Marcus indeed provides a final chapter entitled ‘True Wisdom’ which offers 13 suggestions anyone would do well to adopt in their everyday dealings with themselves and with others. Niente a che vedere con un progetto o una direzione, l’evoluzione ha usato strutture pre-esistenti per adattarsi.
I’m considering how I can make my home desk more like my work desk to maximise recall – at work.
I read the NOOkcolor ebook edition I thought I’d really love a book about evolution’s mistakes, especially one who shows irrefutably Creationists are. Tremendously enjoyable explication of the cobbled-together nature of thw human mind. After all, in information theory terms, eight numbers require a memory of only around 40 bits; the calculator’s memory is at least 1, We have built on the “old” brains of hominids and older ancestors and had to tackle new, shinier problems.
Anybody who has ever found themselves staring at the result of some financial indiscretion will well understand that evolution is clearly still working out the kinks on that one. First of all, I learned a new word in reading “Kluge”, and I have used that word in conversation already.
Kluge: The Haphazard Construction of the Human Mind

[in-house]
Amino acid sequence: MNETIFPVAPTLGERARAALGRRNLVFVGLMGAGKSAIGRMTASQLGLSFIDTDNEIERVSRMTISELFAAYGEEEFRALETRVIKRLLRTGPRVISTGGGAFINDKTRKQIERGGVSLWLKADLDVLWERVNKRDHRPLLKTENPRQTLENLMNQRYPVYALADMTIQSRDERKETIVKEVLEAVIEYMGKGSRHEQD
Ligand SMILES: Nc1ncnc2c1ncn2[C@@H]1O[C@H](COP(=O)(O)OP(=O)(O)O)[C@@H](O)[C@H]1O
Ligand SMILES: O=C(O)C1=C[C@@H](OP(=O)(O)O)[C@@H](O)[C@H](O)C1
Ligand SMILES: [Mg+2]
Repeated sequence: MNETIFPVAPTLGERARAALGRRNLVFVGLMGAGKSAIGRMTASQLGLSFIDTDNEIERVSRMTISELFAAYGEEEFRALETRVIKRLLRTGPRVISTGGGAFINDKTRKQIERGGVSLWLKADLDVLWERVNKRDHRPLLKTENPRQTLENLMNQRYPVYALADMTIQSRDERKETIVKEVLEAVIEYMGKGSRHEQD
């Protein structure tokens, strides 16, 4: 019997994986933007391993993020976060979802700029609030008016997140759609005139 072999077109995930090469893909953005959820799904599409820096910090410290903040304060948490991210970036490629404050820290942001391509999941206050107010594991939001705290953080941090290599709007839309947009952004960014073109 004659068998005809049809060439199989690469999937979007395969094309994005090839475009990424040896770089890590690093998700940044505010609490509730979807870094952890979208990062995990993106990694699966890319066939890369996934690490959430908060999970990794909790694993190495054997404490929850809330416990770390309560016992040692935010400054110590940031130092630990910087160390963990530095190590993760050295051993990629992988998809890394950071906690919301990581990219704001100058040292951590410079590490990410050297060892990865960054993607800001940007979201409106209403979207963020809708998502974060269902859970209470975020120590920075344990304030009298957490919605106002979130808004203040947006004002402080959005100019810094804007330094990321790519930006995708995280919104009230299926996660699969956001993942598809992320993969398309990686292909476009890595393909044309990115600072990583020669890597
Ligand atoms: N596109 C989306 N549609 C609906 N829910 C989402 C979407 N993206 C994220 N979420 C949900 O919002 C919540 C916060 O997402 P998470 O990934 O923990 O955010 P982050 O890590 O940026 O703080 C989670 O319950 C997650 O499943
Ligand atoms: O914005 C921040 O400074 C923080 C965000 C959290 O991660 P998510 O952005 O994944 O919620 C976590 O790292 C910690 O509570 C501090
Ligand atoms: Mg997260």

Jul 25, Trevor rated it really liked it Shelves: While I don’t agree with the author’s position in that regard, that is not the basis of my evaluation of his book. At one level of his argument, Marcus is presenting all of these kluges as a way of showing how illogical it is to claim that our minds are the product of some “intelligent” designer, since clearly our minds, through their very flaws, reveal themselves to be an amalgam of tendencies that have their origins in different points in evolutionary time.
He sets out to set the record straight, examining such ‘mind’ qualities as Memory, Belief, Choice, Language and Pleasure. See 2 questions about Kluge….
Anche strutture complesse come occhi o polmoni. Another day, another gripe about irrationality and cognitive deficiencies. To see what your friends thought of this book, please sign up.
This is a tbe almost too short and accessible introduction to the idea that the human mind is, well, not as perfect as we like to believe. Thanks for telling us about the problem. View all 3 comments. A Kluge of Beliefs The elegance and kluginess of the human mind continues through the way we believe things.